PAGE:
Then after the music finished, something happened. Our small groups pastor came onstage and took the mic to lead the transition from music to sermon. And he announced before the congregation that he needed to say something. Something different than the scripted announcements he had given to the people in the previous service.
And this is what he said:
“I don’t know who this is for, but I really believe the Lord wants me to tell this to someone in this room.”
My ears perked up.
“He wants you to know that he has not forgotten you. He sees you, he’s heard you…”
Well, that could be for anyone, I thought —
“…And he says he’s going to give you strength.”
Okay, now that…! Such simple, basic words, but at such conspicuous timing! It felt like the words were burning into my heart, melting the ice that had grown there all December. And that was all I really needed to assure me that the words were meant for me.
But he kept going! He shared a verse of Scripture he said God had brought to mind. Isaiah 41, verse 10. It says:
“Do not fear, for I am with you.
Do not be dismayed, for I am your God.
I will strengthen you and help you;
I will uphold you with my righteous right hand.”
A smile grew over my face. It was like the lights had been turned back on in my soul!
My dark night was almost over.
Christmas was about to dawn.
Closer Than Ever
That memorable Sunday morning was a turning point. My desperate prayer had been answered, and the seeming silence of heaven had been broken.
I still carried my difficult questions, but they were no longer constantly clamoring at my soul, because I was once again confident in the One who is the answer. He was with me. I could celebrate Christmas with joy in my heart after all.
And shortly thereafter, God graciously led me to the intellectual answers I wanted, too.
As I was looking over the list of assigned textbooks for the upcoming Spring semester, one in particular caught my eye — The Reason for God: Belief in an Age of Skepticism by Timothy Keller. I bought it right away and devoured it over Christmas break, delighted to find that it had three chapters devoted specifically to answering the objections I was struggling with.
What’s more, the entire book opens with a discussion of how to handle doubt in a constructive way. Keller writes about why we should “doubt our doubts,” subjecting them to just as much scrutiny as we would our faith. Another simple message delivered at just the right time.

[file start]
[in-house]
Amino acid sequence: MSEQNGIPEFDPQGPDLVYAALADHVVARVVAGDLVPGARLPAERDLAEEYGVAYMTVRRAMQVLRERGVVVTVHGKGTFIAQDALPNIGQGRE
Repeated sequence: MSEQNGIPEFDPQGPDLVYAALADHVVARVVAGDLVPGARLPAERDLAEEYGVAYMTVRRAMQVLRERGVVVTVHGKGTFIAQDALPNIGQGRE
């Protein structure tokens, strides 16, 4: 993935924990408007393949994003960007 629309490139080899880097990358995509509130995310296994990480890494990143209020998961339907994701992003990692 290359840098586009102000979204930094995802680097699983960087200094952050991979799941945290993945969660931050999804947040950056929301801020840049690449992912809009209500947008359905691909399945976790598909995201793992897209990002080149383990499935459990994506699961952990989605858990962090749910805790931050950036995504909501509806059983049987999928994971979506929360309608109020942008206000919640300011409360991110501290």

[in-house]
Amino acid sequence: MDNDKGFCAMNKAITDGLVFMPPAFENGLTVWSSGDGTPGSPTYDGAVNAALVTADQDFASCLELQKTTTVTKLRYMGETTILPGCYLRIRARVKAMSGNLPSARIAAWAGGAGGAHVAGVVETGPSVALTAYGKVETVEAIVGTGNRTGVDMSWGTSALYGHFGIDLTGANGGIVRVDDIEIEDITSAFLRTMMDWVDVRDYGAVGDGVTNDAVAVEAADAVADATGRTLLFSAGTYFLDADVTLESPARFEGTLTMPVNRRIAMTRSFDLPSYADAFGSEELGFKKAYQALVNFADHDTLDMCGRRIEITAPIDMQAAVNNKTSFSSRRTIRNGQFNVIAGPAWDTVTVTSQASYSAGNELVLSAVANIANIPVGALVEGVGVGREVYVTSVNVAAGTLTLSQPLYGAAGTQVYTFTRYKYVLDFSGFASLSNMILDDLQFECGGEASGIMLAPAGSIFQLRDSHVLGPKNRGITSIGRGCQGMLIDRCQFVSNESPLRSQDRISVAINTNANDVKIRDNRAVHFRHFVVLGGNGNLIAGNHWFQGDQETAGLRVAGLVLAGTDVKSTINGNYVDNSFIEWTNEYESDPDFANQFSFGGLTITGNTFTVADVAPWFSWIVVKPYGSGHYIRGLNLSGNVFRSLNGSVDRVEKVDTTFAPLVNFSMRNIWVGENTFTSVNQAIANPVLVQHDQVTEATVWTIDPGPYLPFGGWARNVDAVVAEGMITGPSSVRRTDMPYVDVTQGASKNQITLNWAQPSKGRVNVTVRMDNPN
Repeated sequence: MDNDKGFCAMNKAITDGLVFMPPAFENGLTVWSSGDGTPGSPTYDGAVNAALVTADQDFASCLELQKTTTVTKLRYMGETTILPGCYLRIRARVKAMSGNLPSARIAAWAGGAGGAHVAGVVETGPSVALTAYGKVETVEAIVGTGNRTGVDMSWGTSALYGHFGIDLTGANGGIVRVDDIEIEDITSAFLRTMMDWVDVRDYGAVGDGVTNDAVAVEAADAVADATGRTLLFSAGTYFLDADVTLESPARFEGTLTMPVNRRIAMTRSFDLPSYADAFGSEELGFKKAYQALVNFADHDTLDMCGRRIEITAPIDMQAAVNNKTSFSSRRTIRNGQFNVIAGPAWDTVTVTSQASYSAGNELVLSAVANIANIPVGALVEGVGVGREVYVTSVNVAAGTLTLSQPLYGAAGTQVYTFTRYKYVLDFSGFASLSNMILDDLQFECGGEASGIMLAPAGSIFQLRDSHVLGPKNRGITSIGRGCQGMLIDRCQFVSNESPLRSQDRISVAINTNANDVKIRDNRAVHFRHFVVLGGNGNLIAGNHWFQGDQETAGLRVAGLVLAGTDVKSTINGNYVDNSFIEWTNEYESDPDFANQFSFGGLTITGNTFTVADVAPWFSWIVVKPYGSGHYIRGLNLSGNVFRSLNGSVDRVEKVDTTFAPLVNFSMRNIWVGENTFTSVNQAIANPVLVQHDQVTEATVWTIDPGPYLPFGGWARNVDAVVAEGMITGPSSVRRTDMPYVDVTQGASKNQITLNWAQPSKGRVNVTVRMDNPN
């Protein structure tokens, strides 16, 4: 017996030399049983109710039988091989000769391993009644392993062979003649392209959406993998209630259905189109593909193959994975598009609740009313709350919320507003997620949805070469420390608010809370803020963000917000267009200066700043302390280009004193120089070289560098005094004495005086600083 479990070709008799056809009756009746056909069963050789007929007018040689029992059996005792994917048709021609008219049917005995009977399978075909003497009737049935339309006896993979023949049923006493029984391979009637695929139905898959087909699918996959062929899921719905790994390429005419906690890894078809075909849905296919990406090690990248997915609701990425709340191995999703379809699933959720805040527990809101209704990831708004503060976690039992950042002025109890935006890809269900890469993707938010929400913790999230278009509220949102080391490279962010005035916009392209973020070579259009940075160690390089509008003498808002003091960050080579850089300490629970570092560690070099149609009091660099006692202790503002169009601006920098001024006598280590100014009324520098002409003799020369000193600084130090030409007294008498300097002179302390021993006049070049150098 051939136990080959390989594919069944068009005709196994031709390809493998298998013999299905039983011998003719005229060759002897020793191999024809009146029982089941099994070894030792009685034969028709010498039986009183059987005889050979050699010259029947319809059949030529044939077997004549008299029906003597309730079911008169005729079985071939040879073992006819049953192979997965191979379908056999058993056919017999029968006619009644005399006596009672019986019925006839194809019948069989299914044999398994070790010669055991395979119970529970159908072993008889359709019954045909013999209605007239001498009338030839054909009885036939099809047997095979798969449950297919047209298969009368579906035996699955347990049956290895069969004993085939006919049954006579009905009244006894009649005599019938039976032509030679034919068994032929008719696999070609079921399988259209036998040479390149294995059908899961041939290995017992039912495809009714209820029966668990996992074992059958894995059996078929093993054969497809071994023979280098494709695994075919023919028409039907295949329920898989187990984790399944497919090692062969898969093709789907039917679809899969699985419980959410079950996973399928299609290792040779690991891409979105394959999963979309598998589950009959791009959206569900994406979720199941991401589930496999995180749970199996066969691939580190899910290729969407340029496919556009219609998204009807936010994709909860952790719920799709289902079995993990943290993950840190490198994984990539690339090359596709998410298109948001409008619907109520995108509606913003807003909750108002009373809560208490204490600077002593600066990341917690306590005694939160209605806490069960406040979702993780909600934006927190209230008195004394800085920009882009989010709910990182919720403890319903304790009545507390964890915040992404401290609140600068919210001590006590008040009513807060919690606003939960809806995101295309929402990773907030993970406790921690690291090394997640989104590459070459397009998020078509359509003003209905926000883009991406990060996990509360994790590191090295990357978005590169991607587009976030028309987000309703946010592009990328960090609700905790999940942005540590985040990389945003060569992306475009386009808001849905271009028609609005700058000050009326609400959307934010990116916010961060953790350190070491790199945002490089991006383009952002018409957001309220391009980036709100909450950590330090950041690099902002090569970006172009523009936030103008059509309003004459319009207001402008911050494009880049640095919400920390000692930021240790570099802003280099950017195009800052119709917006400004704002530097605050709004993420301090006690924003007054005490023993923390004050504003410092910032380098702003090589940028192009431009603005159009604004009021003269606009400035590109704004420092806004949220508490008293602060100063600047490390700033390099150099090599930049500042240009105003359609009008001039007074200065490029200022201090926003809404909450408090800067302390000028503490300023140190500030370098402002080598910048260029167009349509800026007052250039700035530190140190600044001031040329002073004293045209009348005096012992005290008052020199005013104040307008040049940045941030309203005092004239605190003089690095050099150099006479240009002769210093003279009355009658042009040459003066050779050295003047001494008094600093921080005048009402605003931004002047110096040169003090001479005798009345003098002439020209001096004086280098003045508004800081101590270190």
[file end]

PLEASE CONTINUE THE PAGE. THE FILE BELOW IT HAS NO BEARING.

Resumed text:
Looking back on that Saturday night when I told God I was ready to be done, I can’t say what might have happened. However, I certainly felt like I was ready to throw in the towel.
I know that the truth is that real faith is based on facts, not on feelings. But in my “dark night of the soul” experience, my problem was that I thought “the facts” just might be against me. All I could rely on was my personal connection to God, and even that seemed to be slipping.
So all I could do was cry out to God to keep my feeble faith going long enough to find the answers I needed. I figured that if he really was listening, he could appreciate me being open and honest about how I really felt.
I laid it all out, like David in the Psalms, or like Job. And like them, God heard my prayer and he lifted me out of the mire. He spoke to me and restored my joy.
And he did so through a variety of means — including by speaking through people, with just the right words at just the right time (that’s a subject worthy of its own post, perhaps).
Why Do I Share All This?
To be honest, I went back and forth on whether or not to share about my Christmas crisis. It’s a very personal part of my journey, and I realize some people might find it upsetting that someone like me could be struggling so seriously with doubt while still serving in ministry.
But after praying about it, and talking it over with others whom I trust, I decided it was important to post it because if I had a “dark night” experience that challenging at my meager level of ministry, I can only imagine what full-time pastors and leaders must sometimes go through! We are commanded to “bear one another’s burdens” (Galatians 6:2), and that means encouraging and praying for those who are undergoing their own dark night of the soul. It means showing them understanding, since we never know when it could be us.
If it’s common enough that we have a theological name for it, I think it’s worthwhile for us to address it.
And because I love Christmas, I hope that those of you who find it to be a challenging time of year will read this and perhaps glean a bit of hope. We can all potentially go through times when it seems heaven is indifferent to our pleas. I don’t fully know why dark nights happen, but they do. (At least in part, they seem to be a way that we learn to depend on God and God alone.) It’s especially tough at Christmas. But know that you’re not alone.
Please reveal your presence to those who are hurting this Christmas season.
Let the light of your love fill their hearts as they remember that first Christmas so long ago, when you came into this world as one of us, to suffer alongside us and for us.
May others receive the strength they need from you, as you gave to me when I needed it most.
Refocus our eyes on the truth that you will one day come again, to bring an end to all darkness and all sorrow forever.
Let the night give way to dawn in our hearts now also, for your glory.
Have a Merry Christmas, and I’ll see you down the path!